Effect of a Draft on Surplus QSQS Q D =Draft WeWe Quantity of soldiers Wage W0W0 Surplus transferred to the government Demand Supply Deadweight loss caused by draft
Rent Seeking, Politics, and Elasticities Price controls reduce total producer and consumer surpluses. Governments institute them because people care more about their own surplus than they do about total surplus.
–If farmers have political power, they want crop subsidies or price supports. –If renters have it, they want rent controls. Rent Seeking, Politics, and Elasticities Price controls exist because of political power.
This activity is called rent seeking behavior – the effort to transfer surplus from one group to another. Rent Seeking, Politics, and Elasticities An enormous amount of time and money is spent in the political arena to increase ones surplus at the expense of another group.
They argue that often when all the rent seeking and tax consequences are netted out, there is no net gain to the public. Rent Seeking, Politics, and Elasticities Public choice economists integrate an economic analysis of politics with their analysis of the economy.
Rent Seeking, Politics, and Elasticities There is a greater incentive for rent- seeking when demand and supply is inelastic.
Inelastic Demand and Incentives to Restrict Supply When demand is inelastic, producers have incentives to restrict supply. Farming is an example.
Since food has few substitutes, its demand is inelastic. Inelastic demand means that prices fall faster than a rise in quantity sold. Revenues fall, and farmers are worse off. Inelastic Demand and Incentives to Restrict Supply Advances in farming productivity increases supply but lowers prices.
Inelastic Demand and Incentives to Restrict Supply There is an enormous incentive for farmers to seek a price floor from government or through a producer cooperative.
Inelastic Demand and Incentives to Restrict Supply P0P0 Q0Q0 Total Revenue P1P1 Q1Q1 Quantity Price Revenue Gained Revenue Lost S1S1 S0S0 Demand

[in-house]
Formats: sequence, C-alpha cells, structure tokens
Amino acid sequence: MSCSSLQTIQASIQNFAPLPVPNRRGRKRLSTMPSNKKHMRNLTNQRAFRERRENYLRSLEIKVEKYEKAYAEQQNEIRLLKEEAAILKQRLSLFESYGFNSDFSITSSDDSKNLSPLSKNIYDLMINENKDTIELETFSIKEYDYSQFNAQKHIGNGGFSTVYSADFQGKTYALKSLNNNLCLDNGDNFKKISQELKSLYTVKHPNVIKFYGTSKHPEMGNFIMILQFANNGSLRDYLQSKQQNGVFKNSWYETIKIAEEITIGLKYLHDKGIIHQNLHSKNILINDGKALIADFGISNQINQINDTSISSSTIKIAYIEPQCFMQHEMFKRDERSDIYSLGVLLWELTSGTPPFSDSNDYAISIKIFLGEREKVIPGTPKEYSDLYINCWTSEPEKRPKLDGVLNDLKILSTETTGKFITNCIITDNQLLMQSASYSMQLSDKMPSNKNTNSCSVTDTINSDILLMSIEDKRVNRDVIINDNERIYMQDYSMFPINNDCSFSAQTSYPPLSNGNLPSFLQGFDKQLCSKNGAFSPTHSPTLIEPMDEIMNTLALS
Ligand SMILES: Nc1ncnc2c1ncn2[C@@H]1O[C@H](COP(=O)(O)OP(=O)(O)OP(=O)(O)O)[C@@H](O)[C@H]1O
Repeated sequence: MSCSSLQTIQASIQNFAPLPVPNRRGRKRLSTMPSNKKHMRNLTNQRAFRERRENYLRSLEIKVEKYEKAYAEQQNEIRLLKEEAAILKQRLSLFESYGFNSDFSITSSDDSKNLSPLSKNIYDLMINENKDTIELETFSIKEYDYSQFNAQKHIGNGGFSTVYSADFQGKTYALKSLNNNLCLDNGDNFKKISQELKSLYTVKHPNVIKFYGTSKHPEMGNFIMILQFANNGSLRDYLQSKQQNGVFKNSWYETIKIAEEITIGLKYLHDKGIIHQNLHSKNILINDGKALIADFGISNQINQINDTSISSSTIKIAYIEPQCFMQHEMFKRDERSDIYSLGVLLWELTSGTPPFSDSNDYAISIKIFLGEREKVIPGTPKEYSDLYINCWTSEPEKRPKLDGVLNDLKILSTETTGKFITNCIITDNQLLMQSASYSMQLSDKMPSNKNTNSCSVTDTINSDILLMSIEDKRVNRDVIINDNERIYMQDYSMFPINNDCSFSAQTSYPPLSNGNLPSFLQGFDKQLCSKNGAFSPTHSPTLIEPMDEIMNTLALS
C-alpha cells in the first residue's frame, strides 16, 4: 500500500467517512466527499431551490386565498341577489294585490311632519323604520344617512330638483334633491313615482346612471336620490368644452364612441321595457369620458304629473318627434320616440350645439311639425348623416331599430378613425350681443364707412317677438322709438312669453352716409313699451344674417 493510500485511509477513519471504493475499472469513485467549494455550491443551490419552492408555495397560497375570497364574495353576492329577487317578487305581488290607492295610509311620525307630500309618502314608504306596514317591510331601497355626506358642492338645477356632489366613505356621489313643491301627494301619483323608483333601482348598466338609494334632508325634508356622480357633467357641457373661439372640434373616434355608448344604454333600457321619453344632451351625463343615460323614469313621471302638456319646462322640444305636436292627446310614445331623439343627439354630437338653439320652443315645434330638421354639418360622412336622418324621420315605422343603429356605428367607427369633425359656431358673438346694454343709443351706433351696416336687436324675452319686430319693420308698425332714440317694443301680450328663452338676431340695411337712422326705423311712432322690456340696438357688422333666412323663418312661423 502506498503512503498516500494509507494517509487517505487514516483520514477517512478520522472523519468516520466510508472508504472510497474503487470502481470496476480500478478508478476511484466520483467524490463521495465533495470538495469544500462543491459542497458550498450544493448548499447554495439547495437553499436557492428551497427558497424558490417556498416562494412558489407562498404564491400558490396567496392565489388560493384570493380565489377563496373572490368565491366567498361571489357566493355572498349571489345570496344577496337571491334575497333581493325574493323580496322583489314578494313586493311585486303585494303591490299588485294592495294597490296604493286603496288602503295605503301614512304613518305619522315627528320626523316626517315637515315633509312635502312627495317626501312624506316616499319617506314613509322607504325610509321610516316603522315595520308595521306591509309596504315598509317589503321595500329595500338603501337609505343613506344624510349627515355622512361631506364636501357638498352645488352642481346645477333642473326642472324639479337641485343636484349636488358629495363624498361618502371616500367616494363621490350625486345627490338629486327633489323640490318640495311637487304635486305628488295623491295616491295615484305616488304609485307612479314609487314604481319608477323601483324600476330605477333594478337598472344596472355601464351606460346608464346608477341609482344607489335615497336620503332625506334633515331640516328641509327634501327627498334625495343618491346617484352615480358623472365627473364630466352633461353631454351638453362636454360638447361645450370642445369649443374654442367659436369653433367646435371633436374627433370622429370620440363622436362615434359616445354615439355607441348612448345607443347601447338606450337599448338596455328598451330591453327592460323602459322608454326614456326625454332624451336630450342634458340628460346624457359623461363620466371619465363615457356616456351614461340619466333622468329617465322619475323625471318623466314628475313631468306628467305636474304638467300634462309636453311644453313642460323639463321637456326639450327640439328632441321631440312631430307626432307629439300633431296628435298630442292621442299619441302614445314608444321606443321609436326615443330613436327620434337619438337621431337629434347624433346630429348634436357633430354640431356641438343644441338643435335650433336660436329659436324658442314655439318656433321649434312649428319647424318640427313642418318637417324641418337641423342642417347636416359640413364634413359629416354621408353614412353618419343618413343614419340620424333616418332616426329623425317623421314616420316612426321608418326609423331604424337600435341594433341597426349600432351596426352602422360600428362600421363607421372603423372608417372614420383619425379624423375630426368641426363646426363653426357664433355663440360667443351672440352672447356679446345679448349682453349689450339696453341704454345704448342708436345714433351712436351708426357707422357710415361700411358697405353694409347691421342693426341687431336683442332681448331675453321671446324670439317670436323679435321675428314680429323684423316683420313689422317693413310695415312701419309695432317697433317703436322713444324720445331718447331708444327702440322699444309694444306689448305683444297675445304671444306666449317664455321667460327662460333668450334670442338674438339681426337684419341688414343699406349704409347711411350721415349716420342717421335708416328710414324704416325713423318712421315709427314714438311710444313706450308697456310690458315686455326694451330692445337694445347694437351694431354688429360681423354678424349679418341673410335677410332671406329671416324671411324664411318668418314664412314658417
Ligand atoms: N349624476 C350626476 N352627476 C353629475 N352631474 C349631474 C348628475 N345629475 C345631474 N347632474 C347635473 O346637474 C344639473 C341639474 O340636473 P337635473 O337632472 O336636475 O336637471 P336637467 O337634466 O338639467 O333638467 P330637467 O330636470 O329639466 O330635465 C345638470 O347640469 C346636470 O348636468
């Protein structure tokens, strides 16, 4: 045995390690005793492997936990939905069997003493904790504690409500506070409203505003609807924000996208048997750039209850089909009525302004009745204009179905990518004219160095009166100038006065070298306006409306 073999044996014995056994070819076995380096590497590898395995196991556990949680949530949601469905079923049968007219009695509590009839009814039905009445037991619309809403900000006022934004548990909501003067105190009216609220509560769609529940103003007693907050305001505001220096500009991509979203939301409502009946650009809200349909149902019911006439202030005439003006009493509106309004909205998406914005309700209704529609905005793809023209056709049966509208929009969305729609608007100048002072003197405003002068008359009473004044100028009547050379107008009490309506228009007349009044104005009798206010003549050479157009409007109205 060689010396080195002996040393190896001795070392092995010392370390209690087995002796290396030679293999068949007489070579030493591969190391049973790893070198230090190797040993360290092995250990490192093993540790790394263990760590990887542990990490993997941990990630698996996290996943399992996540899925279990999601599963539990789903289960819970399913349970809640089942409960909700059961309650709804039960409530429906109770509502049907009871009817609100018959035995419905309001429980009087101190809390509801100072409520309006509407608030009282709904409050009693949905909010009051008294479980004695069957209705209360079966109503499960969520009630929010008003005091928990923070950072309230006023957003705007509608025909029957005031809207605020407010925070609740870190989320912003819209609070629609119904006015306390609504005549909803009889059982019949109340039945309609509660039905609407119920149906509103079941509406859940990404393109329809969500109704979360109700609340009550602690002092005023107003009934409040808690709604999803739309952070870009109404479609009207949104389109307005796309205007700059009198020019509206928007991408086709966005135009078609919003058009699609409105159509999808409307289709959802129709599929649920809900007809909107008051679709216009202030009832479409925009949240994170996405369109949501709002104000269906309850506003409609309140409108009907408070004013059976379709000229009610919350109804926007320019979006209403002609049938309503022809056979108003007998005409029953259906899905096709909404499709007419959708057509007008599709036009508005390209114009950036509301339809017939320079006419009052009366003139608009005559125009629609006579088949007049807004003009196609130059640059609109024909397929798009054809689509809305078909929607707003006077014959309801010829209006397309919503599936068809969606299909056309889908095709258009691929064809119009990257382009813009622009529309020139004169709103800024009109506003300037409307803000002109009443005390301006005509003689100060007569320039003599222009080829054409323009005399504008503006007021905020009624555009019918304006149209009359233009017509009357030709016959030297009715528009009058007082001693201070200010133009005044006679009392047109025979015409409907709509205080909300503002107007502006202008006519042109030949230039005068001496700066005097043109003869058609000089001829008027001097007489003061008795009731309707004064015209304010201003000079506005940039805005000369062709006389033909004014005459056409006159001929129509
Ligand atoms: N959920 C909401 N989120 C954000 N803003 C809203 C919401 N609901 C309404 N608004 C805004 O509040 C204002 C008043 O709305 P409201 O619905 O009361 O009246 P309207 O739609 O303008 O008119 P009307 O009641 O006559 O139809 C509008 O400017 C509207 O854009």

Inelastic Supply and Incentives to Restrict Prices Consumers are also rent seekers not just businesses. When supply is inelastic, consumers have incentives to restrict prices.
Inelastic Supply and Incentives to Restrict Prices When supply is inelastic and demand goes up, prices jump causing consumers to lobby for price controls. Rent control in New York City is an example.
Price Floors and Elasticity of Demand and Supply PFPF PEPE QDQD QSQS Supply Demand Quantity Price Price floor with elastic supply and demand
Price Floors and Elasticity of Demand and Supply Quantity Price Supply Demand Price floor with elastic supply and inelastic demand PFPF PEPE QDQD QSQS
Price Floors and Elasticity of Demand and Supply Quantity Price Supply Demand Price floor with inelastic supply and demand PFPF PEPE QDQD QSQS
The Long-Run/Short-Run Problem of Price Controls The problem of price controls worsen from the short run to the long run. In the long run, supply and demand tend to be much more elastic than in the short run.
The Long-Run/Short-Run Problem of Price Controls So in the short run there will be small effects from the price controls, but huge effects in the long run.
The Long-Run/Short-Run Problem of Price Controls In the face of price controls, potential new competitors hate to enter the market thereby strangling supply Vacancy rates drop as potential new renters scramble to find shrinking affordable housing.
Long-Run and Short-Run Effects of Price Controls P0P0 Q0Q0 Quantity P1P1 Q1Q1 P2P2 Q2Q2 Q3Q3 Short run supply D0D0 Price Long run supply D1D1 Price ceiling Shortage
Taxation and Government Intervention End of Chapter 7